the nerve of that woman

Remember when the hardest decision you’d have to face all day was what flavor Kool-Aid you wanted to have? It was an important choice, fueled by the fear that if you didn’t pick the right one, itΒ wouldn’t complement the taste of your Flintstone’s vitamins. I ate those like crack when I was a kid. When my mom wasn’t looking I’d crawl onto the counter and steal an entire handful and shove them into my grubby little mouth. She caught me once, and moved them to a place where I couldn’t reach no matter how hard I tried. That was the first time I remember wishing that fire would rain down on her.Β How dare she do such a thing! The nerve of that woman.

flintstones

Yesterday Alex and I were having a lengthyΒ conversation about Hot Pockets. I know… wtf, right? We talk about some random shit in my house. Hot Pockets aren’t exempt. When I was a kid, I thought Hot Pockets were the best invention. I even wrote a small report on them for school about their greatness. I thought that they were packaged in something that would,quite literally, keep them hot while they were in your pocket. Great for people who wanted a snack while they were in class or people who couldn’t take a break at work. I was amazed. What a genius idea.

So, I didn’t grow up wanting to be a ballerina or a veterinarian. I grew up wanting to work for whoever made Hot Pockets. My parents wanted me to aim high. So I did.

buzzlightyearkids

I love the innocence of childhood. Luckily, I’m surrounded by young nieces and nephews to remind me how great life is when you’re young. Actually, I’m going to leave y’all with a joke my 4-year-old niece told me last weekend that had her rolling around in laughter.

A hippo put on a purple coat.

 

 

…….. I wish I was as funny as her.

 

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83 thoughts on “the nerve of that woman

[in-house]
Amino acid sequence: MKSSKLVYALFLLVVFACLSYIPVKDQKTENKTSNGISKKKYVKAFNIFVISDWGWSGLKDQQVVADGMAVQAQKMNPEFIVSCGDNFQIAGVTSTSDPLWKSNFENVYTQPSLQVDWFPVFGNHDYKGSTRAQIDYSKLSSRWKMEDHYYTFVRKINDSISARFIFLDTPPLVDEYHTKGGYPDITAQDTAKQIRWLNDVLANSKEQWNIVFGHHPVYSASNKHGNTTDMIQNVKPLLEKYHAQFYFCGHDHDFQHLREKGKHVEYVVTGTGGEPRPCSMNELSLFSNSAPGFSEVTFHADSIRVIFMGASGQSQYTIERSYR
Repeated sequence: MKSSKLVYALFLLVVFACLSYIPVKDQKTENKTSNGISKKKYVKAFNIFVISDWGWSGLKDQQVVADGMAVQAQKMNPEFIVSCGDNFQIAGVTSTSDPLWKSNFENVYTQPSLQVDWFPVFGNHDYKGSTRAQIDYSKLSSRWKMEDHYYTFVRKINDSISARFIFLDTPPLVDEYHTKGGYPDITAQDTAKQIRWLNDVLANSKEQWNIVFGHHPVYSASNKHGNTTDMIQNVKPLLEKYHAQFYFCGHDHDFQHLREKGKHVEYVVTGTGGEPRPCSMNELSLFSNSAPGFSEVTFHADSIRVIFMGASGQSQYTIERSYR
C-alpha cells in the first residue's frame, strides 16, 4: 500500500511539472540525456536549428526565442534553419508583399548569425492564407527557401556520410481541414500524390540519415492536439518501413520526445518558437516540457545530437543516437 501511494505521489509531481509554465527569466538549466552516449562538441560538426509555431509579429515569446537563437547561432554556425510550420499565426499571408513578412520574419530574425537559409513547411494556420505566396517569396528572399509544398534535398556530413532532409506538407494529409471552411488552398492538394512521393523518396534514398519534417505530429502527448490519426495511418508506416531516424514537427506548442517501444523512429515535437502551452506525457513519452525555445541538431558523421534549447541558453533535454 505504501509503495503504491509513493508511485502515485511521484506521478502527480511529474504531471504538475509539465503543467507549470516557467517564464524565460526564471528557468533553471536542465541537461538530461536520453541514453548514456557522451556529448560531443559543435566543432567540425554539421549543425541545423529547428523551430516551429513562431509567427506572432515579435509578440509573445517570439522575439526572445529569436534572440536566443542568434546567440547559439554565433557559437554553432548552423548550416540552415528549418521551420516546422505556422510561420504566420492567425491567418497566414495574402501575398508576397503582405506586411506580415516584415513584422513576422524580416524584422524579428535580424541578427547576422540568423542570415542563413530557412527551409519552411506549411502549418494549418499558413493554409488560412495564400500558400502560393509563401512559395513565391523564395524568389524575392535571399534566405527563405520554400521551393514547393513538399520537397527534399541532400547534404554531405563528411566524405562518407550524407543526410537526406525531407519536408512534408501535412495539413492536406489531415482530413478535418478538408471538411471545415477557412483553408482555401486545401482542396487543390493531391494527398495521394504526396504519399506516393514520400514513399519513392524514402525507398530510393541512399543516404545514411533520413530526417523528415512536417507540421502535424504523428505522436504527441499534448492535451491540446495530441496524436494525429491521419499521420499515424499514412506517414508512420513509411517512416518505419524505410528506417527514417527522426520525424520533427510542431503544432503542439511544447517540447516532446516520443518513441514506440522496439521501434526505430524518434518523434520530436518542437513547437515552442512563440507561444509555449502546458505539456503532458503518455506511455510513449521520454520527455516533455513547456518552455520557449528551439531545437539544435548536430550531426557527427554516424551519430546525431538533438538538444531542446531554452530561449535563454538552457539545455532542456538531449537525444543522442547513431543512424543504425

1. perfectpanicky says:

    4-year-olds are the greatest. Both of mine thought saying “Applesauce BOOK!” was hysterical. And I had a friend whose 4-year-old thought “The pig fell in the mud!” was the funniest thing ever.

  2. I'm Not Anastasia says:

    My main (I thought) life altering decision when I was a kid was selecting my cereal by what toy came inside. My mom would leave me in the cereal aisle to work it out while she did the rest of the grocery shopping. Sometimes I sill hadn’t decided by the time she would come back, and she was shopping for a family of six.

  3. pixieannie says:

    What on earth are ‘hot pockets?’ Now I want one but I probably couldn’t eat it, even if I had one.

    I used to eat malt extract by the spoonful. My sister and I would argue over the last gloop in the jar. I still love it to this day.

    Buzz Lightyear…erm, is that what I think it is, or means?

    4 year olds say it as it is. When I asked my youngest son what he wanted to be when he grew up, he thought briefly for about 3 seconds and then announced, ‘a woman with a jyna.’ Excellent. If he reads this, he is going to kill me, slowly, over a hot fire with a pointed stick and throw marshmallows at me. I’ll be dead and sticky.

  4. kstewand4cats says:

    Six year old nephew watching my calico get high on one of the catnip stuffed toys:”That cat really likes that beaver. She’s getting it all wet.” Thoughtful aunt:”Yes, everyone like a wet beaver.” Nephew:”She should marry it!”

  5. Mike M says:

    Had the same kind of internal conflict growing up. Now I watch in quiet amusement as my 3 year old struggles with his decision when we only have time for one bedtime story. If only life was that “challenging” again. And now he’s entering into the bodily functions are hilarious phase (I doubt that he’ll ever grow out of it, truth be told), and the mere mention of bodily gas will cause him to fall to the floor in a fit of laughter. Kids are crazy, but awesome.